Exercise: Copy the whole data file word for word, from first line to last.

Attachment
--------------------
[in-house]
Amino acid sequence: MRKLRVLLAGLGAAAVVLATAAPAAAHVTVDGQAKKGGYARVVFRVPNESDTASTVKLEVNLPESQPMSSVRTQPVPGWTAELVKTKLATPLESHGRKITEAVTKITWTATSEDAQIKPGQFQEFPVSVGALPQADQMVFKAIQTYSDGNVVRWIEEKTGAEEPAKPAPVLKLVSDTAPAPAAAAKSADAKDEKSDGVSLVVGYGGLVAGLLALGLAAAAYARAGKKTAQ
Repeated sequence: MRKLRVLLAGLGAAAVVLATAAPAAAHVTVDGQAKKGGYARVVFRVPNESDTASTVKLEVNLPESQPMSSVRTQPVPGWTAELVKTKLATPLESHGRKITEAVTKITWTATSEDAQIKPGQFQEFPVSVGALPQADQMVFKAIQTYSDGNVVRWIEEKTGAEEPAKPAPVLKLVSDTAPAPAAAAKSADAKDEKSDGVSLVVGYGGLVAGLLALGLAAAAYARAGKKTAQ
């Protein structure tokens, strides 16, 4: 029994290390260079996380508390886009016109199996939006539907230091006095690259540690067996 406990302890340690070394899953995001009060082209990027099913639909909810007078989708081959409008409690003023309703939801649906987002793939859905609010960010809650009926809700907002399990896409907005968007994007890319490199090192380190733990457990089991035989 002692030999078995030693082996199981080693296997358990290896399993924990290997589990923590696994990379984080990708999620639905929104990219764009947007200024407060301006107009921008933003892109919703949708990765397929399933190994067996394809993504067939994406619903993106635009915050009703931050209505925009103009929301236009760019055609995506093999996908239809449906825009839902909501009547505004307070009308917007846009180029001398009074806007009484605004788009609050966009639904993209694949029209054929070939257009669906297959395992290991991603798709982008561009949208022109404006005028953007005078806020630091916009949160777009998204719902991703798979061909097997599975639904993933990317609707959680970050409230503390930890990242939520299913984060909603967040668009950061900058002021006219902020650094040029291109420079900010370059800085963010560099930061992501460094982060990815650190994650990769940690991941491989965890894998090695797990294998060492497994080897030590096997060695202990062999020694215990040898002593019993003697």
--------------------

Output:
[in-house]
Amino acid sequence: MRKLRVLLAGLGAAAVVLATAAPAAAHVTVDGQAKKGGYARVVFRVPNESDTASTVKLEVNLPESQPMSSVRTQPVPGWTAELVKTKLATPLESHGRKITEAVTKITWTATSEDAQIKPGQFQEFPVSVGALPQADQMVFKAIQTYSDGNVVRWIEEKTGAEEPAKPAPVLKLVSDTAPAPAAAAKSADAKDEKSDGVSLVVGYGGLVAGLLALGLAAAAYARAGKKTAQ
Repeated sequence: MRKLRVLLAGLGAAAVVLATAAPAAAHVTVDGQAKKGGYARVVFRVPNESDTASTVKLEVNLPESQPMSSVRTQPVPGWTAELVKTKLATPLESHGRKITEAVTKITWTATSEDAQIKPGQFQEFPVSVGALPQADQMVFKAIQTYSDGNVVRWIEEKTGAEEPAKPAPVLKLVSDTAPAPAAAAKSADAKDEKSDGVSLVVGYGGLVAGLLALGLAAAAYARAGKKTAQ
């Protein structure tokens, strides 16, 4: 029994290390260079996380508390886009016109199996939006539907230091006095690259540690067996 406990302890340690070394899953995001009060082209990027099913639909909810007078989708081959409008409690003023309703939801649906987002793939859905609010960010809650009926809700907002399990896409907005968007994007890319490199090192380190733990457990089991035989 002692030999078995030693082996199981080693296997358990290896399993924990290997589990923590696994990379984080990708999620639905929104990219764009947007200024407060301006107009921008933003892109919703949708990765397929399933190994067996394809993504067939994406619903993106635009915050009703931050209505925009103009929301236009760019055609995506093999996908239809449906825009839902909501009547505004307070009308917007846009180029001398009074806007009484605004788009609050966009639904993209694949029209054929070939257009669906297959395992290991991603798709982008561009949208022109404006005028953007005078806020630091916009949160777009998204719902991703798979061909097997599975639904993933990317609707959680970050409230503390930890990242939520299913984060909603967040668009950061900058002021006219902020650094040029291109420079900010370059800085963010560099930061992501460094982060990815650190994650990769940690991941491989965890894998090695797990294998060492497994080897030590096997060695202990062999020694215990040898002593019993003697």